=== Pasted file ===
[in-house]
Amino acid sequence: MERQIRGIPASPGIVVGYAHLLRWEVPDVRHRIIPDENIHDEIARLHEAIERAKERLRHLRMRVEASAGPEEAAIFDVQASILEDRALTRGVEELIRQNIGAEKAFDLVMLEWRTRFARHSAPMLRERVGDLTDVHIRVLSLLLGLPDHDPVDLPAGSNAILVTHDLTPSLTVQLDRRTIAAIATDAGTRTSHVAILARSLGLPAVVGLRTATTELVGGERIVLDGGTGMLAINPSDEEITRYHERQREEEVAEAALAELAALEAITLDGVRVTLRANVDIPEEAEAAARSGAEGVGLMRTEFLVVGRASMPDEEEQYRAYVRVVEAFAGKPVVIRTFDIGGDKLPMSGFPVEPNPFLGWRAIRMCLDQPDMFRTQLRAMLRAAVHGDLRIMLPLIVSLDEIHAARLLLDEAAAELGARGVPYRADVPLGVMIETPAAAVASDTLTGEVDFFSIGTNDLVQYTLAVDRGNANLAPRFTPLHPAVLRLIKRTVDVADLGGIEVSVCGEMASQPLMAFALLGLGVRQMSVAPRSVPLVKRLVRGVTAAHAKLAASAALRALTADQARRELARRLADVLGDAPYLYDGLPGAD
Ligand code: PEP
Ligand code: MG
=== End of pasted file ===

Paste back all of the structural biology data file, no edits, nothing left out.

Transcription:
[in-house]
Amino acid sequence: MERQIRGIPASPGIVVGYAHLLRWEVPDVRHRIIPDENIHDEIARLHEAIERAKERLRHLRMRVEASAGPEEAAIFDVQASILEDRALTRGVEELIRQNIGAEKAFDLVMLEWRTRFARHSAPMLRERVGDLTDVHIRVLSLLLGLPDHDPVDLPAGSNAILVTHDLTPSLTVQLDRRTIAAIATDAGTRTSHVAILARSLGLPAVVGLRTATTELVGGERIVLDGGTGMLAINPSDEEITRYHERQREEEVAEAALAELAALEAITLDGVRVTLRANVDIPEEAEAAARSGAEGVGLMRTEFLVVGRASMPDEEEQYRAYVRVVEAFAGKPVVIRTFDIGGDKLPMSGFPVEPNPFLGWRAIRMCLDQPDMFRTQLRAMLRAAVHGDLRIMLPLIVSLDEIHAARLLLDEAAAELGARGVPYRADVPLGVMIETPAAAVASDTLTGEVDFFSIGTNDLVQYTLAVDRGNANLAPRFTPLHPAVLRLIKRTVDVADLGGIEVSVCGEMASQPLMAFALLGLGVRQMSVAPRSVPLVKRLVRGVTAAHAKLAASAALRALTADQARRELARRLADVLGDAPYLYDGLPGAD
Ligand code: PEP
Ligand code: MG